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Oh man, these were good! The batter fried up crisp and light and the filling was delicious. I’m sure the batter would be great for onion rings or fish and chips too. If you are feeling adventurous, give this recipe a try!

You can find the recipe for Salt Cod Fritter with Tartar Sauce on page 73 of David Lebovitz’s book My Paris Kitchen. If you don’t have it already, why not? It’s excellent!

Have a great weekend!

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Honey-Yogurt Mousse

 

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As I looked at the January recipes for Tuesdays with Dorie, I realized I fell off the TWD wagon a bit this past year. I have always said I would only make the recipes from Baking Chez Moi that sounded good to me, but last year I skipped quite a few that I wanted to make. Ones I had even procured the ingredients for. What’s to blame? Certainly our busy schedule (especially the Fall) takes some of the blame. But some of it is also a lack of deadline (TWD switched to a “do whichever recipe for the month that you want to do each week” approach that apparently doesn’t work as well for me). I have decided that at the beginning of the month I will decide which recipes I am going to make, and then assign the due date for each one. I will also approach the baking and enjoying of each treat as a welcome respite from a busy life. We’ll see how it works!

You may notice that today is Wednesday, so I am starting the year off already a day late. But, I didn’t decide on my new scheduling plan until it was too late to have the recipe made, photographed, and blogged about on time.

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The recipe I chose to make to kick off the new year is called Honey-Yogurt Mousse. My family loves any kind of pudding or mousse so it seemed like a good fit. It is also sort of healthy. It doesn’t take much time at all to whip this one together, as long as you allow enough time for the yogurt to drain and the mousse to set.

I thought I was going to love this one. One of my favorite ways to eat Greek yogurt is to sweeten it with a bit of honey. A gussied-up dessert version sounded terrific! There were definitely things I liked about Honey-Yogurt Mousse, like the marshmallowy texture and the richness from the cream. But I thought it was too sweet. If I try this one again (and I might because it has potential) I will use a lot less honey.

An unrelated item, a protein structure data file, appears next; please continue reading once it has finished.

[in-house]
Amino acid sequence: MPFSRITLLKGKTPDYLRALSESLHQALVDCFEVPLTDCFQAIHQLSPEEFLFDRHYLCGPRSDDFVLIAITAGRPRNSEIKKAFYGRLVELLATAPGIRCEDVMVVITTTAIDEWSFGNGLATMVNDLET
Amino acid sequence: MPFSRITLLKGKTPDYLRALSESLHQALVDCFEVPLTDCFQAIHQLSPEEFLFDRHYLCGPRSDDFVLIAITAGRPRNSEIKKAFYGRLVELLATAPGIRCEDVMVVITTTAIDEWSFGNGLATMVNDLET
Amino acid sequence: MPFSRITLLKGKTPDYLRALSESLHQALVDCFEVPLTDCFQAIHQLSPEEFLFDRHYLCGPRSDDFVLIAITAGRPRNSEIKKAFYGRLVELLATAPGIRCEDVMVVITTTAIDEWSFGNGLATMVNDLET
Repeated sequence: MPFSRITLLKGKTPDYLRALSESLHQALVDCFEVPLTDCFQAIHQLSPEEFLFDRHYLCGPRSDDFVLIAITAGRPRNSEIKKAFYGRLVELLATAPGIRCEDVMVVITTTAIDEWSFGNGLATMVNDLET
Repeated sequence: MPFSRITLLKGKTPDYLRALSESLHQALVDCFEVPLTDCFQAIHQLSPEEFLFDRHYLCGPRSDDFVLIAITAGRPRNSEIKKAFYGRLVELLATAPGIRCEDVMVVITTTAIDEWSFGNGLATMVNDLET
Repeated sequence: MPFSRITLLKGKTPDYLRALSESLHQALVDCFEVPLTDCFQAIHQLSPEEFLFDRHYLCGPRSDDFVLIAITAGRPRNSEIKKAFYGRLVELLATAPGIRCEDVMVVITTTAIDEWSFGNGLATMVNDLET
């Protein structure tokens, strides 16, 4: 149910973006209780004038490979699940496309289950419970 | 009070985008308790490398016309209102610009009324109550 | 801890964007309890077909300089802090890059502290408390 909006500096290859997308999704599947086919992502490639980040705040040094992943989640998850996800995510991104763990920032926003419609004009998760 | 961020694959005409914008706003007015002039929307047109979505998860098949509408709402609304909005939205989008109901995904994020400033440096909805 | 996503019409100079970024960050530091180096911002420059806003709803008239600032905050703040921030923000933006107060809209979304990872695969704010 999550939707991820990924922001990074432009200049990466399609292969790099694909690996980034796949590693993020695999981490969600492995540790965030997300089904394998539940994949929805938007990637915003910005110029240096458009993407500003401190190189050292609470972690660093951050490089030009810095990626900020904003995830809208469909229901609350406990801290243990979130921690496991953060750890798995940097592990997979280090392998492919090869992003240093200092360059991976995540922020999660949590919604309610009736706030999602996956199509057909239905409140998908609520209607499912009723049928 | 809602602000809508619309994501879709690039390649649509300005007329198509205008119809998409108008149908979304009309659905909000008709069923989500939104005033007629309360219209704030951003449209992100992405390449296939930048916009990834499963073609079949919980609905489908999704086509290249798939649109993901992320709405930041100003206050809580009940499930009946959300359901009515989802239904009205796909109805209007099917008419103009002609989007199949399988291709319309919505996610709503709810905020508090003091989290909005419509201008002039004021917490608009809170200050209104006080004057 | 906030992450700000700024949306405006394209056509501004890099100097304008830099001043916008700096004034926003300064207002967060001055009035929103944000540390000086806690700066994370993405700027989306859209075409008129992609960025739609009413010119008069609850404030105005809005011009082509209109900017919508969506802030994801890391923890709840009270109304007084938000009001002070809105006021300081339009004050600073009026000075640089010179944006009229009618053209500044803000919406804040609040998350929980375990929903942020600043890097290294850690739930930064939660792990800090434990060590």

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If you would like to try Honey-Yogurt Mousse, you can find the recipe on page 352 of Dorie Greenspan’s book Baking Chez Moi.

I hope to join you all for a year full of delicious baking!

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Fresh Herb Omelet

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Hawthorne Berries in Snow

It’s rare that a snow day happens on the perfect day. Usually there’s somewhere to go, or something to cancel, or some other inconvenience caused by the snow. Today, as I sit here writing this, the snow is softly falling and everything is white. Happily, we had nowhere to be today: no errands, no appointments, no obligations outside the house. Just a quiet day, snuggled at home, looking out at the winter wonderland. The perfect snow day!

Cook the Book Fridays is starting the new year with a simple recipe that I am sure I will make again and again. Fresh Herb Omelet is nothing more than a simple omelet dressed up with a mix of herbs and a splash of cream.

I make myself omelets all the time, but I decided to follow David Lebovitz’s recipe and instructions exactly, to see if I could learn anything new from the process.

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Fresh Herb Omelet before being cut in half

First of all, I don’t normally put herbs in my eggs. This time I used a mix of fresh thyme, marjoram, and chives. While I do whisk in a bit of milk when I make an omelet, I have never tried heavy cream. I happened to have some, so I used it.

The biggest difference between my normal omelet technique and David’s is that I usually use a 10 inch pan for a 2 egg omelet, and he has us use one that is 12 inches. I liked the thinner omelet I got as a result, partly because it felt more refined, and also because the “top” of the omelet cooked to my liking more quickly.

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Fresh Herb Omelet, Bacon, and a Salad for Dinner

Takeaways? Both my husband and I liked the fresh herbs in the omelet. It gave the eggs a little extra something that we both enjoyed. Next time I would spread the grated cheese (I used Parmesan) over half the omelet rather that just down the center; I like a little more cheese distribution. Finally, I loved the results of the using the bigger pan. Overall, this recipe was a winner, and made for a delicious, easy dinner.